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In Search of the European Public Sphere: Between Normative Overstrech and Empirical Disenchantment


  • Hans-Jörg Trenz


The attempt to pin down the constitutive elements of the European public sphere is typically marked by ambivalence between normative and descriptive elements. In normative terms, the European public sphere is identified through the standards which should be used to assess the legitimacy of European integration. In descriptive terms, the European public sphere is identified through the actors, institutions, and communicative processes which guide the practice of collective self-understanding of the Europeans. This article argues that the tension between normative standards and legitimating practice should be considered as constitutive for the emergence of a European public sphere. Against recent attempts to define the European public sphere in purely descriptive terms, this implies the need to re-introduce the normativity of the public sphere as part of the dynamics of an evolving communicative space in Europe. It is precisely this practice of legitimation and delegitimation that makes the European public sphere thinkable as a (still unfinished) project and that accounts for its dynamic expansion.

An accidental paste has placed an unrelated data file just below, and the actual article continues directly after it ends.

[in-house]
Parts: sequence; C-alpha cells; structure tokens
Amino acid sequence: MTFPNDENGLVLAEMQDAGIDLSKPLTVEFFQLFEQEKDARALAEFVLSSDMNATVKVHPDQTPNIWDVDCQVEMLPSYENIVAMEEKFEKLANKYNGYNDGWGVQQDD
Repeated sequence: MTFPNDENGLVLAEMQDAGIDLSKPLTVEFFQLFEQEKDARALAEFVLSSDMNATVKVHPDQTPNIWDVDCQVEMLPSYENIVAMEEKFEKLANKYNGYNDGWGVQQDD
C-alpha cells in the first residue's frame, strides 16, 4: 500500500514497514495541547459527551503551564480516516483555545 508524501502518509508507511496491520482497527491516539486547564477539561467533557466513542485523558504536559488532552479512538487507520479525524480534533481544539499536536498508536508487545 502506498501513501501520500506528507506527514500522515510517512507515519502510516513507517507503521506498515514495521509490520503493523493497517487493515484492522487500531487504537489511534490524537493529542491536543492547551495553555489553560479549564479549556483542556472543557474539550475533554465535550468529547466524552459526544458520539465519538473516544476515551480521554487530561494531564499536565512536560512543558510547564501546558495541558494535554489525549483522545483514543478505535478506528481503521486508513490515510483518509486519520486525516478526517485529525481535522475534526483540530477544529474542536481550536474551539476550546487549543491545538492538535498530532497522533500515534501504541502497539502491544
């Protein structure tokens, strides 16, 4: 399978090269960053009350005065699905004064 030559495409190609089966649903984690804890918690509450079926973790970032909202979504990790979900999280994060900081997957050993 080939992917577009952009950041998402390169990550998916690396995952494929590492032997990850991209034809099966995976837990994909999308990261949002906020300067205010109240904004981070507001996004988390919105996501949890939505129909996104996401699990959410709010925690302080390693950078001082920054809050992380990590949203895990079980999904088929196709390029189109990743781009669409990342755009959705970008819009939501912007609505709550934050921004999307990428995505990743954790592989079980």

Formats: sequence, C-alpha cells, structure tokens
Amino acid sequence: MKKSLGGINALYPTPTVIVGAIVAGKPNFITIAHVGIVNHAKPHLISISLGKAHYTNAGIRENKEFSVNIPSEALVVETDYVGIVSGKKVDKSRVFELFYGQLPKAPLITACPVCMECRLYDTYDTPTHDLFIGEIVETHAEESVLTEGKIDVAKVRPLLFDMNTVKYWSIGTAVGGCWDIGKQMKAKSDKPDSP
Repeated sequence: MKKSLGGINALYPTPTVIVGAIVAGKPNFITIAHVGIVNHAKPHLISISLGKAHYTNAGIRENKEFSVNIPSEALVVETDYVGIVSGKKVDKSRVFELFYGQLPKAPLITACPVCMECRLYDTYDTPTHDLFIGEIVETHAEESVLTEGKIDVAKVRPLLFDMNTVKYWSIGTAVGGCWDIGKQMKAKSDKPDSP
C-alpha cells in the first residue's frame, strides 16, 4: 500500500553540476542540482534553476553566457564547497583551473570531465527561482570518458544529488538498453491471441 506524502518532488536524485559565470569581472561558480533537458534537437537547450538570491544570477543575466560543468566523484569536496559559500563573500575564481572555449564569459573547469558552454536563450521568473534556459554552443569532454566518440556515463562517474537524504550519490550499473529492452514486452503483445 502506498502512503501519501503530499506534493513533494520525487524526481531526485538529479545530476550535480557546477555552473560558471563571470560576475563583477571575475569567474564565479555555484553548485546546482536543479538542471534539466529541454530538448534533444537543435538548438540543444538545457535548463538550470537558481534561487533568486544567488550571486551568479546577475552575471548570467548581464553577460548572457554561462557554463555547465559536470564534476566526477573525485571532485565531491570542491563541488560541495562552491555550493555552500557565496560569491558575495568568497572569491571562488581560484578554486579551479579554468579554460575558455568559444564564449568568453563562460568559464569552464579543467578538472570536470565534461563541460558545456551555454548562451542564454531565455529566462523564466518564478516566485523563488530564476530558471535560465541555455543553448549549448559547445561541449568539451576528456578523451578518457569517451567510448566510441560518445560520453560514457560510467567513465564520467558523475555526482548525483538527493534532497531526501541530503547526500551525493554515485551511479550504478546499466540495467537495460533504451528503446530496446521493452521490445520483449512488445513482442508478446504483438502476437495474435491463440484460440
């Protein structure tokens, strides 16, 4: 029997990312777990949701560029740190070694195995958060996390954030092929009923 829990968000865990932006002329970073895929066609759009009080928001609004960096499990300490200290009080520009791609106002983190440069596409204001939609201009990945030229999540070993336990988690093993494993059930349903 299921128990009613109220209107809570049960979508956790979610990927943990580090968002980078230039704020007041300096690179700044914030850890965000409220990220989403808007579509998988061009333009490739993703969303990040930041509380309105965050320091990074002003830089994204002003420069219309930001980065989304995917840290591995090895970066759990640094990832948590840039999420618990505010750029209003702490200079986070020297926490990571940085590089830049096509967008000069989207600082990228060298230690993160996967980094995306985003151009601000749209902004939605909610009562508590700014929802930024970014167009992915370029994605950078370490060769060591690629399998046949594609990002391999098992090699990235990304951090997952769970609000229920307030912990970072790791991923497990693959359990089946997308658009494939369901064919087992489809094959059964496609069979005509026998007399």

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  • Hans-Jörg Trenz, 2008. "In Search of the European Public Sphere: Between Normative Overstrech and Empirical Disenchantment," RECON Online Working Papers Series 7, RECON.
  • Handle: RePEc:erp:reconx:p0026

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    References listed on IDEAS

    1. Andreas Follesdal & Simon Hix, 2006. "Why There is a Democratic Deficit in the EU: A Response to Majone and Moravcsik," Journal of Common Market Studies, Wiley Blackwell, vol. 44, pages 533-562, September.
    2. Daniel Naurin, 2007. "Safe Enough To Argue? Giving Reasons in the Council of the EU," ARENA Working Papers 11, ARENA.
    3. Erik Oddvar Eriksen & John Erik Fossum, 2002. "Democracy through Strong Publics in the European Union?," Journal of Common Market Studies, Wiley Blackwell, vol. 40(3), pages 401-424, September.
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    democracy; discourse; European public space; legitimacy; media; normative political theory; public opinion;

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